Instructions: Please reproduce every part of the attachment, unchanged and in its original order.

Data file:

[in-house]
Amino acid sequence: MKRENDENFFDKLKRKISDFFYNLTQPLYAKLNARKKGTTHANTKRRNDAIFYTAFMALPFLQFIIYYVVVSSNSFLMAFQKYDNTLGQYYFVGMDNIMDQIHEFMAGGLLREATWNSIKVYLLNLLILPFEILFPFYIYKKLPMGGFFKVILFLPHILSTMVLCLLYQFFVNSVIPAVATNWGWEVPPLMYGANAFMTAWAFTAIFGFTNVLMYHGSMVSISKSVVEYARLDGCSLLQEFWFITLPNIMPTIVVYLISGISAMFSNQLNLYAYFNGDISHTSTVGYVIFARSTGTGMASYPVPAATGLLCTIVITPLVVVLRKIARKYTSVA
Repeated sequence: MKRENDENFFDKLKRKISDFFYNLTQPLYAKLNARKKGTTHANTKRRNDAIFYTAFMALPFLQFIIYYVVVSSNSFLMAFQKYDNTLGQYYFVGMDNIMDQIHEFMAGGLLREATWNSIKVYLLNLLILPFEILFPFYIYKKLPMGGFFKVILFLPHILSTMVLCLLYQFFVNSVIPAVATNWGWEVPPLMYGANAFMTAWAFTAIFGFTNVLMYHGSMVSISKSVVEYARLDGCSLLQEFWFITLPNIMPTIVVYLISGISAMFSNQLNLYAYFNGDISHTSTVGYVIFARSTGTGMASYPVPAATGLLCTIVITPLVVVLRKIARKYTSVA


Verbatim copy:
[in-house]
Amino acid sequence: MKRENDENFFDKLKRKISDFFYNLTQPLYAKLNARKKGTTHANTKRRNDAIFYTAFMALPFLQFIIYYVVVSSNSFLMAFQKYDNTLGQYYFVGMDNIMDQIHEFMAGGLLREATWNSIKVYLLNLLILPFEILFPFYIYKKLPMGGFFKVILFLPHILSTMVLCLLYQFFVNSVIPAVATNWGWEVPPLMYGANAFMTAWAFTAIFGFTNVLMYHGSMVSISKSVVEYARLDGCSLLQEFWFITLPNIMPTIVVYLISGISAMFSNQLNLYAYFNGDISHTSTVGYVIFARSTGTGMASYPVPAATGLLCTIVITPLVVVLRKIARKYTSVA
Repeated sequence: MKRENDENFFDKLKRKISDFFYNLTQPLYAKLNARKKGTTHANTKRRNDAIFYTAFMALPFLQFIIYYVVVSSNSFLMAFQKYDNTLGQYYFVGMDNIMDQIHEFMAGGLLREATWNSIKVYLLNLLILPFEILFPFYIYKKLPMGGFFKVILFLPHILSTMVLCLLYQFFVNSVIPAVATNWGWEVPPLMYGANAFMTAWAFTAIFGFTNVLMYHGSMVSISKSVVEYARLDGCSLLQEFWFITLPNIMPTIVVYLISGISAMFSNQLNLYAYFNGDISHTSTVGYVIFARSTGTGMASYPVPAATGLLCTIVITPLVVVLRKIARKYTSVA